Last week, I was fortunate enough to win tickets to Matisyahu and The Dirty Heads at my favorite venue in the VA/MD/DC area, Ram’s Head Live. Not having a chance to see Matis before, I was significantly pumped for a Monday and more so, for this show.
I must admit, I have been a fan of Matisyahu from day one, but did not know off the bat any of the songs from The Dirty Heads, but that didn’t deter me from having fun and enjoying some new music. New music was the saving grace of this show. If I you think not knowing any Dirty Heads songs is bad, I felt as though I was living under a rock when I heard the name Moon Taxi. I know, I know, I live under a rock sometimes.
The guys from Moon Taxi hail (no pun intended) from the city of Nashville, Tennessee. Utterly oblivious to the current indy-college rock scene, I was overjoyed to hear such passion coming from their set. From what I learned that night thanks to the girl standing next to me, Moon Taxi has been mentored by Matisyahu himself. He is responsible for kick-starting the band since he always brings them on the road when he tours. Moon Taxi currently has two albums out, both of which have stellar tracks on them.
If I had to describe the band’s sound, I would best summarize it by saying that they are the Tennessee hybrid child of a clash of musical generations. Kings Of Leon meets Dirk Lance Incubus era (for the funk) intersecting in a time warp of Rush synth sounds that would make Geddy Lee proud and Ray Manzarek from The Doors do a double take. Yes, they are that good. My highlight from their set were the songs “Mercury” and “Cabaret”, both from their new album.
As an opening band, they did a fantastic job of getting the crowd warmed up and ready for the acts next to come. These guys have a huge chance of hitting it big if they keep touring and building their stage show. It is so refreshing to see up and coming bands that have the potential to become a solid group. These guys have soul, passion and gusto to carry through and engage a club like Ram’s Head. I look forward to hearing more music from them.
Next to take the stage were the Dirty Heads. It was my impression that the majority of those in attendance were there to see them rather than Matisyahu. Regardless, the band got the crowd started and dancing in unison to that unmistakable reggae side step. From their set, my favorite performance was “Notice”, for reasons better left unmentioned. Let’s just say it was a fun time.
The Dirty Heads felt like a watered down version of 311 with a saving dash of Soul Majestic. The saving grace in this band were the percussionist and the drummer. These guys kept the vibes going. However, I must admit that its kind of cool to see a dub version of Tom Morrello by way of the bass player’s wardrobe style. So as their set wrapped up and they paid tribute to the late Bestie Boys mc, MCA on the track “Believe”.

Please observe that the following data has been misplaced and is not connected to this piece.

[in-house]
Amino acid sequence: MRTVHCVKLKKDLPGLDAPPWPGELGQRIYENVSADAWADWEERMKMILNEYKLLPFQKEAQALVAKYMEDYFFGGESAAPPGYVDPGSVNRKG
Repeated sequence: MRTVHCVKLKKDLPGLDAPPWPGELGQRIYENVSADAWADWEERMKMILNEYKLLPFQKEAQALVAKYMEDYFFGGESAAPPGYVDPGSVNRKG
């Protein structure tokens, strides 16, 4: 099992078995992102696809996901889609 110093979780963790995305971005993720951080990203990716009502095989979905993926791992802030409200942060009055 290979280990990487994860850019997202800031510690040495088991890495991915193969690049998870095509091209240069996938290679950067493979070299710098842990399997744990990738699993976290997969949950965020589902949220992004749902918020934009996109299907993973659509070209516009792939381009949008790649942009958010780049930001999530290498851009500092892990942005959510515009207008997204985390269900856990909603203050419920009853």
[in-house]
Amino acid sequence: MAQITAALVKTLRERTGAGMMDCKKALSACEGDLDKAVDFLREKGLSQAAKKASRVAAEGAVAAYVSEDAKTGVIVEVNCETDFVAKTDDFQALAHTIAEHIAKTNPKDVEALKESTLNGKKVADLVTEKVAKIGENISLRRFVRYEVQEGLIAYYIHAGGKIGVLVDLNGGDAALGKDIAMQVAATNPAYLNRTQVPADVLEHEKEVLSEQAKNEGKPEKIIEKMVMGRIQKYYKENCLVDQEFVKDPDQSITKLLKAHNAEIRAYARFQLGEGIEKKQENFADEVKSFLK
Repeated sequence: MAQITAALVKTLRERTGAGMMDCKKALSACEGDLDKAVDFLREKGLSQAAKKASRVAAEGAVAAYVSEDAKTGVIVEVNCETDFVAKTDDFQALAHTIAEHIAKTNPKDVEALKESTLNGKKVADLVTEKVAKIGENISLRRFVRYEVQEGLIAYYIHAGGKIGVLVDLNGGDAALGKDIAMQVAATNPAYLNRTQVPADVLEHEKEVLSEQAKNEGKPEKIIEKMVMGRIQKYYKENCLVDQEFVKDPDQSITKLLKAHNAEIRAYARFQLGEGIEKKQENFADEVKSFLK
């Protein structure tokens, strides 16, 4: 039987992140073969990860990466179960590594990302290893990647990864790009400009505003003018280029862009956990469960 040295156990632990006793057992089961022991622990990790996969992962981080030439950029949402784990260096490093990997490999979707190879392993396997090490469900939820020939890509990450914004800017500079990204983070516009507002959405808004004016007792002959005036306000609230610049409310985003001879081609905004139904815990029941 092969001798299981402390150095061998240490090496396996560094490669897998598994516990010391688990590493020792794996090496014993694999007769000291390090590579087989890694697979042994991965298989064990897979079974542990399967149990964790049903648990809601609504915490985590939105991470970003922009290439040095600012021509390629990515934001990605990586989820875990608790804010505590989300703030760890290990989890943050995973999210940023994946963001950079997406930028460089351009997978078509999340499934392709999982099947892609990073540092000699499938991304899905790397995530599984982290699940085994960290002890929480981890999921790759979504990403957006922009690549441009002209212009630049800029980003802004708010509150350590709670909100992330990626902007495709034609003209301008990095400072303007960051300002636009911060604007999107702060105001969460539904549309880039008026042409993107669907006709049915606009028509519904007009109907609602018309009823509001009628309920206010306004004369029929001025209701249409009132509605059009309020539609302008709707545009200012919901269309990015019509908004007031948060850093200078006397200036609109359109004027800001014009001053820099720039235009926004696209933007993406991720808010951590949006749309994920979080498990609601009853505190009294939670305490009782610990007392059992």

As the fog grew thicker, the anticipation built. Matisyahu’s performance began to the sounds of electronic distortion and electronic voice enhanced wails. Matisyahu took the stage dressed in a white hoodie, sunglasses and an awkwardness that spanned the entire room. I kept waiting, and waiting, and waiting to understand one word of what he was singing. Whether it was the fact that the audio sounded distorted on the second floor or the fact that the sound board was acting up, I was severely disappointed in what was unfolding before my eyes and ears.
I wish I could tell you that I was happy to see him live and finally hear his songs in a live environment, but unfortunately for me to say that, would be a lie. His beatboxing skills are on point and cannot be disputed, denied or critiqued because they are amazing. I just kept hoping that it was all a hoax and the audio would beef up and I would be able to understand which song exactly he was singing.
The new tracks from his upcoming release Spark Seaker, venture into the world of reggae dubstep. A contradiction in terms and sounds. I am all for innovation, expansion and creativity, but this combination just doesn’t work for me. Part of the reason why I first became a Matisyahu fan is because he was true to his sound, his lyrics are strong and his presence was one that commanded attention. This Matisyahu that I saw before me appeared as though he was just another performer that was there to pay the rent. No passion, no connection no interaction with the audience was felt.
It saddens me to write the above and following lines regarding his performance. As soon as the guest trumpeter arrived on stage, my ears begged me to give them a break and head on out. The combination of disappointment, feeling underwhelmed and muffled audio made me give in and go home without even wanting to wait it out in the hopes of my favorite songs being performed. As I walked to the elevator I heard the last few bars to “King Without A Crown” and what surprised me the most was not the fact that I wasn’t upset over missing the song, what surprised me the most were the mass amounts of people thinking the same as I was and heading out on to their homes way before the show was half way done.
Apparently Matisyahu stage dove into the crowd in the last song of the night and also sang my favorite, “One Day” (which got me the tickets in the first place). I so desired to enjoy the show and be happy to say “I saw Matisyahu live”, but this night was not for me. I do however, thank Matis for bringing along such an amazing band like Moon Taxi. These guys stole the show in my book and have now earned a new fan craving another visit to the Virginia and Baltimore area. All in all, I could summarize this night as the day that The King Lost His Crown To The Moon.